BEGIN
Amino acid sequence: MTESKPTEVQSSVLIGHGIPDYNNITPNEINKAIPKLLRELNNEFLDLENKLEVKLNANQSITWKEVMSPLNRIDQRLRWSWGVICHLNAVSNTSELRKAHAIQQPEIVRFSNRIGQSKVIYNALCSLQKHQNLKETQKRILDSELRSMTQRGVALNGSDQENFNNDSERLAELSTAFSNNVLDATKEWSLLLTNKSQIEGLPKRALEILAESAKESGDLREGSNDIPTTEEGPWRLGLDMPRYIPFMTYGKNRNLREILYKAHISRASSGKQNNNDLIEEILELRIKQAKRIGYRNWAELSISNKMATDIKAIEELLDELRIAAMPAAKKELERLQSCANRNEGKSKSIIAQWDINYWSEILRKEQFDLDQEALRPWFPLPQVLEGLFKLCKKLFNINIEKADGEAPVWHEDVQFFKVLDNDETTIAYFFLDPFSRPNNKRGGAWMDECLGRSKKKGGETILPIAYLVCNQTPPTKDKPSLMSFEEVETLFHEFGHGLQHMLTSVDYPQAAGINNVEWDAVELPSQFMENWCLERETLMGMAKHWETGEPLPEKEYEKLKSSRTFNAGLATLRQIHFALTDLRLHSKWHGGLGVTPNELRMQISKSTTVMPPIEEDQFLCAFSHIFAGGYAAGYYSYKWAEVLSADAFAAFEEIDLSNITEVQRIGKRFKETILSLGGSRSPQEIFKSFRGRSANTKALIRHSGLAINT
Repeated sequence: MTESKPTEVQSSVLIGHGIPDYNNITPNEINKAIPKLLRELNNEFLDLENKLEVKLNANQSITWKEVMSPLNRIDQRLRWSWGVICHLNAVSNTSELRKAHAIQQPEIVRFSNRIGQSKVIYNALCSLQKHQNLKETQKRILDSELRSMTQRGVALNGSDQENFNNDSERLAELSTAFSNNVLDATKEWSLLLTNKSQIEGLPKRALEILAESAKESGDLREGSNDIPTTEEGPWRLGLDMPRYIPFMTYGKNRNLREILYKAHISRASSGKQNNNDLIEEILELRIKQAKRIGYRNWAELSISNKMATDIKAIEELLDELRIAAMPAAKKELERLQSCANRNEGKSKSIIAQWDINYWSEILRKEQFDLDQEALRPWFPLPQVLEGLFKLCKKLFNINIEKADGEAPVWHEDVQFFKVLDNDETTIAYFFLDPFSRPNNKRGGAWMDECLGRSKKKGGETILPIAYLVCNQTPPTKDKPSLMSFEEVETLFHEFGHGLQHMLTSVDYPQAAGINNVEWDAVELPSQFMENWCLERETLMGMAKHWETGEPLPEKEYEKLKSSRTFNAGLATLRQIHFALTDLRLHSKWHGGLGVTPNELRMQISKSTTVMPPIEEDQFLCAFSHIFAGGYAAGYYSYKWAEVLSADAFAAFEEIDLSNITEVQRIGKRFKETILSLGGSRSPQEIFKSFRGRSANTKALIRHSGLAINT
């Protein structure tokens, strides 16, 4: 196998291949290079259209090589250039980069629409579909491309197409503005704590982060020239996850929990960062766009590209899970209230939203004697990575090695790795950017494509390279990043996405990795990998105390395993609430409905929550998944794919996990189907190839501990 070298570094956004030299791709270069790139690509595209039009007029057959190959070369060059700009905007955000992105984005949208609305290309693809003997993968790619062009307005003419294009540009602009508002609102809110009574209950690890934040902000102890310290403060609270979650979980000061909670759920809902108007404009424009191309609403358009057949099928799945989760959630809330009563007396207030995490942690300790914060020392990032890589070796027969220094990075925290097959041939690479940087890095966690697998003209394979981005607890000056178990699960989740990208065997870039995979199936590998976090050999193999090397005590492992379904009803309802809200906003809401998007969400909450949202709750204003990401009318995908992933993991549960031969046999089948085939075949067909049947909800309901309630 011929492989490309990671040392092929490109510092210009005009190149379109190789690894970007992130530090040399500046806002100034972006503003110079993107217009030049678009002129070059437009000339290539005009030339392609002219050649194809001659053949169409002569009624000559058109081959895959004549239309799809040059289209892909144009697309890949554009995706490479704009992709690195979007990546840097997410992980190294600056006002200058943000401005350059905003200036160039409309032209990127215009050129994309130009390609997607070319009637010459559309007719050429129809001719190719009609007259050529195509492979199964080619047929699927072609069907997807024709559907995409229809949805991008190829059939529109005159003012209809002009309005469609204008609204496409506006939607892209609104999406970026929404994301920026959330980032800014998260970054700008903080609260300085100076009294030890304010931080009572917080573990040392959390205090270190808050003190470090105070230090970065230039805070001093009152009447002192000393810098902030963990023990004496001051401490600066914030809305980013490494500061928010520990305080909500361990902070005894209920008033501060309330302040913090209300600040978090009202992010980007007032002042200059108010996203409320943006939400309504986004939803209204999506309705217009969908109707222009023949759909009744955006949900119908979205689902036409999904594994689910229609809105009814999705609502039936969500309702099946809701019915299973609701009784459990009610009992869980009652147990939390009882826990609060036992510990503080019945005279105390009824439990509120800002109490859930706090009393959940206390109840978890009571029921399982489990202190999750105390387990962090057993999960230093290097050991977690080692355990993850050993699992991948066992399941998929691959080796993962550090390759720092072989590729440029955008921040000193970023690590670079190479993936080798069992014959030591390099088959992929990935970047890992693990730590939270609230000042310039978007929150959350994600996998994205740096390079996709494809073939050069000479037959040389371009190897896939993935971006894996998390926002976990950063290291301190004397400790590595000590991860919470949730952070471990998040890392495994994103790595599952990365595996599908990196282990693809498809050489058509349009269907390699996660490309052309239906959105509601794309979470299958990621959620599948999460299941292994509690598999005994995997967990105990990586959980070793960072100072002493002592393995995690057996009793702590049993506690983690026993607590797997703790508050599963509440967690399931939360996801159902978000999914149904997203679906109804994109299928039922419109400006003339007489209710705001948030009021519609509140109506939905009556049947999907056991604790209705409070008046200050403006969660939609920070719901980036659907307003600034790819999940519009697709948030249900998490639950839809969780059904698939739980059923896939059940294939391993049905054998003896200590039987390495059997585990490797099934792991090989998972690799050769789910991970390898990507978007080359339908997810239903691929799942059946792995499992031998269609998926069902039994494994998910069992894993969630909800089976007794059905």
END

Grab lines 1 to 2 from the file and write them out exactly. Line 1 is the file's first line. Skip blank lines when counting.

Amino acid sequence: MTESKPTEVQSSVLIGHGIPDYNNITPNEINKAIPKLLRELNNEFLDLENKLEVKLNANQSITWKEVMSPLNRIDQRLRWSWGVICHLNAVSNTSELRKAHAIQQPEIVRFSNRIGQSKVIYNALCSLQKHQNLKETQKRILDSELRSMTQRGVALNGSDQENFNNDSERLAELSTAFSNNVLDATKEWSLLLTNKSQIEGLPKRALEILAESAKESGDLREGSNDIPTTEEGPWRLGLDMPRYIPFMTYGKNRNLREILYKAHISRASSGKQNNNDLIEEILELRIKQAKRIGYRNWAELSISNKMATDIKAIEELLDELRIAAMPAAKKELERLQSCANRNEGKSKSIIAQWDINYWSEILRKEQFDLDQEALRPWFPLPQVLEGLFKLCKKLFNINIEKADGEAPVWHEDVQFFKVLDNDETTIAYFFLDPFSRPNNKRGGAWMDECLGRSKKKGGETILPIAYLVCNQTPPTKDKPSLMSFEEVETLFHEFGHGLQHMLTSVDYPQAAGINNVEWDAVELPSQFMENWCLERETLMGMAKHWETGEPLPEKEYEKLKSSRTFNAGLATLRQIHFALTDLRLHSKWHGGLGVTPNELRMQISKSTTVMPPIEEDQFLCAFSHIFAGGYAAGYYSYKWAEVLSADAFAAFEEIDLSNITEVQRIGKRFKETILSLGGSRSPQEIFKSFRGRSANTKALIRHSGLAINT
Repeated sequence: MTESKPTEVQSSVLIGHGIPDYNNITPNEINKAIPKLLRELNNEFLDLENKLEVKLNANQSITWKEVMSPLNRIDQRLRWSWGVICHLNAVSNTSELRKAHAIQQPEIVRFSNRIGQSKVIYNALCSLQKHQNLKETQKRILDSELRSMTQRGVALNGSDQENFNNDSERLAELSTAFSNNVLDATKEWSLLLTNKSQIEGLPKRALEILAESAKESGDLREGSNDIPTTEEGPWRLGLDMPRYIPFMTYGKNRNLREILYKAHISRASSGKQNNNDLIEEILELRIKQAKRIGYRNWAELSISNKMATDIKAIEELLDELRIAAMPAAKKELERLQSCANRNEGKSKSIIAQWDINYWSEILRKEQFDLDQEALRPWFPLPQVLEGLFKLCKKLFNINIEKADGEAPVWHEDVQFFKVLDNDETTIAYFFLDPFSRPNNKRGGAWMDECLGRSKKKGGETILPIAYLVCNQTPPTKDKPSLMSFEEVETLFHEFGHGLQHMLTSVDYPQAAGINNVEWDAVELPSQFMENWCLERETLMGMAKHWETGEPLPEKEYEKLKSSRTFNAGLATLRQIHFALTDLRLHSKWHGGLGVTPNELRMQISKSTTVMPPIEEDQFLCAFSHIFAGGYAAGYYSYKWAEVLSADAFAAFEEIDLSNITEVQRIGKRFKETILSLGGSRSPQEIFKSFRGRSANTKALIRHSGLAINT